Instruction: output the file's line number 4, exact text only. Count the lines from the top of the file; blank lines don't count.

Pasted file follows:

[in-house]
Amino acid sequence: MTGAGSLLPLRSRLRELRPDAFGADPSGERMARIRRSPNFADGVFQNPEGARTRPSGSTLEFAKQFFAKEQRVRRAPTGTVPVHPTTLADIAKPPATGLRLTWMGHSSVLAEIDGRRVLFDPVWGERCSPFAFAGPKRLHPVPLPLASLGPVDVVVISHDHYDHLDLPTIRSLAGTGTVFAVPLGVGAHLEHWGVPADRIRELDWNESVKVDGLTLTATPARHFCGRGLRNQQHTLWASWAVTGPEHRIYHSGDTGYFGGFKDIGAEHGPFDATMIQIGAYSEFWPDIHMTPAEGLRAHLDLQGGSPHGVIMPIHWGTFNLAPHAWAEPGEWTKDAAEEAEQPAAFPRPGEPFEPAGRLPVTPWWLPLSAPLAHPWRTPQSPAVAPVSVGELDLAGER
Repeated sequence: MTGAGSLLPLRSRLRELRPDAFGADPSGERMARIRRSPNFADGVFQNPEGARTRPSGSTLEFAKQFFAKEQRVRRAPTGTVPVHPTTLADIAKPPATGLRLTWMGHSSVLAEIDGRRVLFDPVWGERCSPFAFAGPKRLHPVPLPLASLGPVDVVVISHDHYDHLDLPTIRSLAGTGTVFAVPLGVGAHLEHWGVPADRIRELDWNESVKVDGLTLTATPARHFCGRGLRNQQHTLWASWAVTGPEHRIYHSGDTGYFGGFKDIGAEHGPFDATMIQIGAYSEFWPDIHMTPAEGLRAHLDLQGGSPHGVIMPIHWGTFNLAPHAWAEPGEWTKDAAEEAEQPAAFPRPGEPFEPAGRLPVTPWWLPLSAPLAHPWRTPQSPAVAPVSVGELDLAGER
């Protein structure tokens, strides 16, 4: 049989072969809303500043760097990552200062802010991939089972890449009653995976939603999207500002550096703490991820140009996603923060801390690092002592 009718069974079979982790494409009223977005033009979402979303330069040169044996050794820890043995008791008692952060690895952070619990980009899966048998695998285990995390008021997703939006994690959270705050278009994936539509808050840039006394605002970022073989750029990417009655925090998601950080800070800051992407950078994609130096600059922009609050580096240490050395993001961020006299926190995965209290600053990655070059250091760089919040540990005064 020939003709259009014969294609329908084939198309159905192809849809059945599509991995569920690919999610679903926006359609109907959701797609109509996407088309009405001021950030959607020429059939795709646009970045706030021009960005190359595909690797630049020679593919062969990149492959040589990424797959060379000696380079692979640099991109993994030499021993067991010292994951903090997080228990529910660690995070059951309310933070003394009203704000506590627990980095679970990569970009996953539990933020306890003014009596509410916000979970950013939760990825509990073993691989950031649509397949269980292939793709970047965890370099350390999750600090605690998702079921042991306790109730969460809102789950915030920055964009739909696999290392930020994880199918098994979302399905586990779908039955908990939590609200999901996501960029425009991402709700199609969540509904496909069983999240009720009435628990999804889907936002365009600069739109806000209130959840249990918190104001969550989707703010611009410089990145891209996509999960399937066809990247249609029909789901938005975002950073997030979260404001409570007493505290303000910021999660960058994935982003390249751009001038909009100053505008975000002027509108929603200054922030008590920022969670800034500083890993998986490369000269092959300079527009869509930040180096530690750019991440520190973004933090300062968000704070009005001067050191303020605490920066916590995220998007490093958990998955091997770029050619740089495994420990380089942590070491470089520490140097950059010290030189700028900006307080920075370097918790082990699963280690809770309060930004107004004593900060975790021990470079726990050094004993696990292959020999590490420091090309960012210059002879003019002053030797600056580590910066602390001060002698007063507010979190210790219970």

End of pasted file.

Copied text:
């Protein structure tokens, strides 16, 4: 049989072969809303500043760097990552200062802010991939089972890449009653995976939603999207500002550096703490991820140009996603923060801390690092002592 009718069974079979982790494409009223977005033009979402979303330069040169044996050794820890043995008791008692952060690895952070619990980009899966048998695998285990995390008021997703939006994690959270705050278009994936539509808050840039006394605002970022073989750029990417009655925090998601950080800070800051992407950078994609130096600059922009609050580096240490050395993001961020006299926190995965209290600053990655070059250091760089919040540990005064 020939003709259009014969294609329908084939198309159905192809849809059945599509991995569920690919999610679903926006359609109907959701797609109509996407088309009405001021950030959607020429059939795709646009970045706030021009960005190359595909690797630049020679593919062969990149492959040589990424797959060379000696380079692979640099991109993994030499021993067991010292994951903090997080228990529910660690995070059951309310933070003394009203704000506590627990980095679970990569970009996953539990933020306890003014009596509410916000979970950013939760990825509990073993691989950031649509397949269980292939793709970047965890370099350390999750600090605690998702079921042991306790109730969460809102789950915030920055964009739909696999290392930020994880199918098994979302399905586990779908039955908990939590609200999901996501960029425009991402709700199609969540509904496909069983999240009720009435628990999804889907936002365009600069739109806000209130959840249990918190104001969550989707703010611009410089990145891209996509999960399937066809990247249609029909789901938005975002950073997030979260404001409570007493505290303000910021999660960058994935982003390249751009001038909009100053505008975000002027509108929603200054922030008590920022969670800034500083890993998986490369000269092959300079527009869509930040180096530690750019991440520190973004933090300062968000704070009005001067050191303020605490920066916590995220998007490093958990998955091997770029050619740089495994420990380089942590070491470089520490140097950059010290030189700028900006307080920075370097918790082990699963280690809770309060930004107004004593900060975790021990470079726990050094004993696990292959020999590490420091090309960012210059002879003019002053030797600056580590910066602390001060002698007063507010979190210790219970």